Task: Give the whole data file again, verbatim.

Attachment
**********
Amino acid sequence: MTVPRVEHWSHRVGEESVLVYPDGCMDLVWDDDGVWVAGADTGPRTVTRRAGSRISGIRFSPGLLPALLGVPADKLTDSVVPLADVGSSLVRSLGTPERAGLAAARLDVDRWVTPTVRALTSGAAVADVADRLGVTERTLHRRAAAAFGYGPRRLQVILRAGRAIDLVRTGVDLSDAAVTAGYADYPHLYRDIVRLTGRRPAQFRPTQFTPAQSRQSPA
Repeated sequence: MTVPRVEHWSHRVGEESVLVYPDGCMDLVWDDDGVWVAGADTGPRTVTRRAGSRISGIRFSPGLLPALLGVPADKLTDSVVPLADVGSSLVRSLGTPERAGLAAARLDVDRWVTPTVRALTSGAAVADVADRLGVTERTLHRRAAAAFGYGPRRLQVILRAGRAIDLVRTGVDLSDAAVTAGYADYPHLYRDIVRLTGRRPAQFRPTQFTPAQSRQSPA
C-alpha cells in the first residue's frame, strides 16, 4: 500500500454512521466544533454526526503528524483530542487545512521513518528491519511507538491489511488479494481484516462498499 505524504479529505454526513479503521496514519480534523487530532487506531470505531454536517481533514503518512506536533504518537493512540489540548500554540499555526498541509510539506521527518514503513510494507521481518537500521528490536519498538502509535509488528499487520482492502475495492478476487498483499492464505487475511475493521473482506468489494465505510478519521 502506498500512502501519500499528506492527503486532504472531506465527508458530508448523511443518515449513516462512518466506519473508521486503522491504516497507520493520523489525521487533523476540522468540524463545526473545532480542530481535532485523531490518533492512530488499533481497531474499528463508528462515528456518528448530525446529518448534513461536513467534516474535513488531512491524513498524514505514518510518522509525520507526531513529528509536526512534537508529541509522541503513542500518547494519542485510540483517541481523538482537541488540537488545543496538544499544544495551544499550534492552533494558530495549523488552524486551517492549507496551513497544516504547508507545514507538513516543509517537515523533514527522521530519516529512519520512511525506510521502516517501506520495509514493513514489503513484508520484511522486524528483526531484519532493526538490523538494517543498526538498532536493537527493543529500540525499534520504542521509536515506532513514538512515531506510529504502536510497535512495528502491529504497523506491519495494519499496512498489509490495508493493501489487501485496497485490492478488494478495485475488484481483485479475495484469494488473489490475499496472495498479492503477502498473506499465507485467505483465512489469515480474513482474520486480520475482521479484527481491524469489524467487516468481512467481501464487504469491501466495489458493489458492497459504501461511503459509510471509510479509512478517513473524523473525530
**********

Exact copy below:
Amino acid sequence: MTVPRVEHWSHRVGEESVLVYPDGCMDLVWDDDGVWVAGADTGPRTVTRRAGSRISGIRFSPGLLPALLGVPADKLTDSVVPLADVGSSLVRSLGTPERAGLAAARLDVDRWVTPTVRALTSGAAVADVADRLGVTERTLHRRAAAAFGYGPRRLQVILRAGRAIDLVRTGVDLSDAAVTAGYADYPHLYRDIVRLTGRRPAQFRPTQFTPAQSRQSPA
Repeated sequence: MTVPRVEHWSHRVGEESVLVYPDGCMDLVWDDDGVWVAGADTGPRTVTRRAGSRISGIRFSPGLLPALLGVPADKLTDSVVPLADVGSSLVRSLGTPERAGLAAARLDVDRWVTPTVRALTSGAAVADVADRLGVTERTLHRRAAAAFGYGPRRLQVILRAGRAIDLVRTGVDLSDAAVTAGYADYPHLYRDIVRLTGRRPAQFRPTQFTPAQSRQSPA
C-alpha cells in the first residue's frame, strides 16, 4: 500500500454512521466544533454526526503528524483530542487545512521513518528491519511507538491489511488479494481484516462498499 505524504479529505454526513479503521496514519480534523487530532487506531470505531454536517481533514503518512506536533504518537493512540489540548500554540499555526498541509510539506521527518514503513510494507521481518537500521528490536519498538502509535509488528499487520482492502475495492478476487498483499492464505487475511475493521473482506468489494465505510478519521 502506498500512502501519500499528506492527503486532504472531506465527508458530508448523511443518515449513516462512518466506519473508521486503522491504516497507520493520523489525521487533523476540522468540524463545526473545532480542530481535532485523531490518533492512530488499533481497531474499528463508528462515528456518528448530525446529518448534513461536513467534516474535513488531512491524513498524514505514518510518522509525520507526531513529528509536526512534537508529541509522541503513542500518547494519542485510540483517541481523538482537541488540537488545543496538544499544544495551544499550534492552533494558530495549523488552524486551517492549507496551513497544516504547508507545514507538513516543509517537515523533514527522521530519516529512519520512511525506510521502516517501506520495509514493513514489503513484508520484511522486524528483526531484519532493526538490523538494517543498526538498532536493537527493543529500540525499534520504542521509536515506532513514538512515531506510529504502536510497535512495528502491529504497523506491519495494519499496512498489509490495508493493501489487501485496497485490492478488494478495485475488484481483485479475495484469494488473489490475499496472495498479492503477502498473506499465507485467505483465512489469515480474513482474520486480520475482521479484527481491524469489524467487516468481512467481501464487504469491501466495489458493489458492497459504501461511503459509510471509510479509512478517513473524523473525530